An exit poll gives Prime Minister Hashim Thaci's Democratic Party of Kosovo (PDK) a solid lead in Sunday's snap elections. However, his closest rival, Pristina Mayor Isa Mustafa, has not yet conceded defeat.
Some 29 parties and groups were contesting 120 seats
Prime Minister Hashim Thaci's Democratic Party of Kosovo (PDK) has claimed victory in Sunday's election, with an exit poll showing his party well ahead.
Official results won't be released until Monday afternoon, but according to the poll - conducted by the Gani Bobi agency and based on interviews with 2,200 voters - the PDK received at least 31 percent of votes cast, ahead of Pristina Mayor Isa Mustafa's Democratic League of Kosovo (LDK), in second with 25 percent.
"Victory is ours," Thaci told supporters shortly before midnight. "The elections were a referendum on the European future of Kosovo."
Citing its own exit poll based on a count of more than 60 percent of ballots cast, the LDK has insisted it is ahead in the vote.
"[The exit poll] is not a final result. The LDK is still leading at the Kosovo level," party spokesman Arben Gashi said.
Sunday's election was the first since Kosovo declared independence from Serbia nearly three years ago. Some 1.6 million voters were eligible to cast their ballots to elect 120 members of parliament.
Campaign to end corruption
Mustafa promised to sweep away corruption
Mustafa had campaigned on an anti-corruption ticket, hoping to capitalize on growing disillusionment with the country's poor economic standing.
"We will give you a government ... which will root out corruption and boost the image and name of Kosovo," said Mustafa in his final rally.
A recent survey showed 73 percent of the population thought corruption had worsened under Thaci, who has led the country since it declared independence in February 2008. With unemployment at nearly 50 percent, polls prior to Sunday's vote showed Thaci's PDK party at 30 percent - only 2 percent ahead of the LDK.
Thaci, a former guerrilla leader, addressed his final rally on Friday with a pledge to dramatically increase the salaries of civil servants.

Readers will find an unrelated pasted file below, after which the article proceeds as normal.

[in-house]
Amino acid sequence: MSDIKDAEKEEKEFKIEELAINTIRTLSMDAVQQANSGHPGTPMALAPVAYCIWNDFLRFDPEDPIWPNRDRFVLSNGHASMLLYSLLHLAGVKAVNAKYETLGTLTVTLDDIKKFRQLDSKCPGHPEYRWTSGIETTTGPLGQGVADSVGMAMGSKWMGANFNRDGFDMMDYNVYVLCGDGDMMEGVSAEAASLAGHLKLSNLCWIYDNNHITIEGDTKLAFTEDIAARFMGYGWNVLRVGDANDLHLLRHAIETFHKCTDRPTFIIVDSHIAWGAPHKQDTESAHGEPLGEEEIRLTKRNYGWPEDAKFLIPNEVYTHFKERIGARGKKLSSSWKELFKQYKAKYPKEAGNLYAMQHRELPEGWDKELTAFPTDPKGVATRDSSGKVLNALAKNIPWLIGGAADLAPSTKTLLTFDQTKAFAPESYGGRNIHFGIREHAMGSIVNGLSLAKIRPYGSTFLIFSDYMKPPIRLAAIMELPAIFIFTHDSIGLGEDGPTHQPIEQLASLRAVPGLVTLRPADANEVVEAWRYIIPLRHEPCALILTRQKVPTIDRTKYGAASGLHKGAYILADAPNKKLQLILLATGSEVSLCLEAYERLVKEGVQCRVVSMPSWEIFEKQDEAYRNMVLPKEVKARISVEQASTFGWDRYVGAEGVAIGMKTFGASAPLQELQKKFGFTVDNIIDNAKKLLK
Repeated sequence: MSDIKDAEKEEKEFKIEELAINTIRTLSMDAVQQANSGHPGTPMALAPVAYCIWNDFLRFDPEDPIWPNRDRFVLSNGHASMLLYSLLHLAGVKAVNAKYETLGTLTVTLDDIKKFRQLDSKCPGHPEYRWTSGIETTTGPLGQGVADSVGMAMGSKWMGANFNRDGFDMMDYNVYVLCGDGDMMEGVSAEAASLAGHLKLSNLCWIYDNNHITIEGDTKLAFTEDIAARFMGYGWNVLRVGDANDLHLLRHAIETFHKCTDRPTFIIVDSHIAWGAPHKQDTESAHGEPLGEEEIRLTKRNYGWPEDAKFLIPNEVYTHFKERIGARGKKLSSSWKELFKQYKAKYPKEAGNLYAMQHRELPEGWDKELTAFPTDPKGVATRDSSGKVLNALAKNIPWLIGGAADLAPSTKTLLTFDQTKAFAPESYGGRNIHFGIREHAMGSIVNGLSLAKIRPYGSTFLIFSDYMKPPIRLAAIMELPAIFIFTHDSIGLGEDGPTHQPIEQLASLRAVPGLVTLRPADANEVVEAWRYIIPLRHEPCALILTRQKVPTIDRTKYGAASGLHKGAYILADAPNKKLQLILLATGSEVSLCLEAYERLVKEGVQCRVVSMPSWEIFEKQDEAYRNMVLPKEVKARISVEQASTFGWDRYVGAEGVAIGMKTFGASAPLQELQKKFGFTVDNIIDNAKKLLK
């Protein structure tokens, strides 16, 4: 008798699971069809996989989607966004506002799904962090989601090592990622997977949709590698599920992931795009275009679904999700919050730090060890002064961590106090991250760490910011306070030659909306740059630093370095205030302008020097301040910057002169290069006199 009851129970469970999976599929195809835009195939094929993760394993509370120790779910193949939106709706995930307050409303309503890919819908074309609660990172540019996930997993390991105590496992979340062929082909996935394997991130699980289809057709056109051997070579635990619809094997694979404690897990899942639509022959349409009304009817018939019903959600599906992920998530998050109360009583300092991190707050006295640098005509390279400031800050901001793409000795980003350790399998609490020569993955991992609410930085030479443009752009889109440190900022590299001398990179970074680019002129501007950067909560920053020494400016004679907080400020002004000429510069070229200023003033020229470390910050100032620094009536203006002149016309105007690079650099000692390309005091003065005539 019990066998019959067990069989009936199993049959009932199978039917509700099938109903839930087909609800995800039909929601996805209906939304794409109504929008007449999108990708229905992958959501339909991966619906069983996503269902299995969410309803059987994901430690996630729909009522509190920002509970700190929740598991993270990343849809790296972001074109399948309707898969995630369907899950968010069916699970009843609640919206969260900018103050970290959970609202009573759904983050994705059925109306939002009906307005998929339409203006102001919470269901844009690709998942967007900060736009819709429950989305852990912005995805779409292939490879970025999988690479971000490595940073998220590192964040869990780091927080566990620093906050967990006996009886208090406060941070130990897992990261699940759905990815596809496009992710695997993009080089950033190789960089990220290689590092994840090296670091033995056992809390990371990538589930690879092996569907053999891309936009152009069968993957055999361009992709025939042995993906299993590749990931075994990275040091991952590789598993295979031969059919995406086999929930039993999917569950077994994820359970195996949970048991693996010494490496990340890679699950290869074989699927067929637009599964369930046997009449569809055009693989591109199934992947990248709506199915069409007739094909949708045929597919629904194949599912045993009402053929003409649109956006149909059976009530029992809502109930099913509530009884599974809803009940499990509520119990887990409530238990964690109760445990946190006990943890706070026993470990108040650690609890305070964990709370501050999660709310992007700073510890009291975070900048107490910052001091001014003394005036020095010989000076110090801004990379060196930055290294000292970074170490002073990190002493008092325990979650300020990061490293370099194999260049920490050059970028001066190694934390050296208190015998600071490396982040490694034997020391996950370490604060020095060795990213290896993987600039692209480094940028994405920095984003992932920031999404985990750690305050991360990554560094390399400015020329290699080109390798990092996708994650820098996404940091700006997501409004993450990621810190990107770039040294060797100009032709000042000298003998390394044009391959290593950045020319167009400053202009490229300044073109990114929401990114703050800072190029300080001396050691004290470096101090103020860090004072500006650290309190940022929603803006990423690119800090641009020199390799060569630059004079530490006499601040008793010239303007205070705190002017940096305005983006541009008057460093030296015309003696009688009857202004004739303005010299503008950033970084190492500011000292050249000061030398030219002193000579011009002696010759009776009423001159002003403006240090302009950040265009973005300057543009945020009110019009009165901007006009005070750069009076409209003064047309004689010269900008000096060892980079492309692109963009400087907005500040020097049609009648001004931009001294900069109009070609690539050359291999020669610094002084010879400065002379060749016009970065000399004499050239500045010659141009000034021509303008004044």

"The decision to increase salaries is not an electoral promise. It is a reality," he told cheering supporters.
Elections were called when the LDK pulled out of the coalition government due to a constitutional dispute concerning its former leader Fatmir Sejdiu, also Kosovo's president until he stepped down in September.
A majority think corruption has worsened under Thaci
From guerrillas to politicians
The PDK, which emerged from ethnic Albanian guerrilla units that fought Serbian forces in the late 1990s, has claimed that it is best placed to make Kosovo a member of the European Union as quickly as possible.
The same claim is made by the LDK, which was founded by the late "father of the nation," Ibrahim Rugova.
Also looking for a share of the power is the Alliance for the Future of Kosovo (AAK), considered the third force in the country's politics.
The Vetevendosje (Self-determination) and FER (New Spirit) parties, both taking part in the elections for the first time, aim to woo young disenchanted voters.
Participation of Serbs in southern Kosovo was seen as a test of multi-ethnic credentials
In all, 29 parties and organizations fielded candidates for the 120-seat legislature, with 10 seats reserved for the Serb minority and another 10 for other ethnic groups.
Many ethnic Serbs boycotted the elections, with Serbia, which does not recognize Kosovo's independence, urging them to stay away. Participation in the north, which is linked directly by road to Serbia, was minimal.
About 60 percent of the Serb population left Kosovo in 1999, after NATO bombings that forced Serb troops out of the region.
Of the 120,000 Serbs who remain, about half live in the south, and many of them were expected to take part in the ballot. Their involvement was seen as a crucial test of Kosovo's claim to be a multi-ethnic state.
Since declaring independence, Kosovo has been recognized by 72 countries, including the United States and all but five of the EU's 27 members.
Author: Richard Connor, Gabriel Borrud, Martin Kuebler (AFP, dpa, Reuters)
Editor: Ben Knight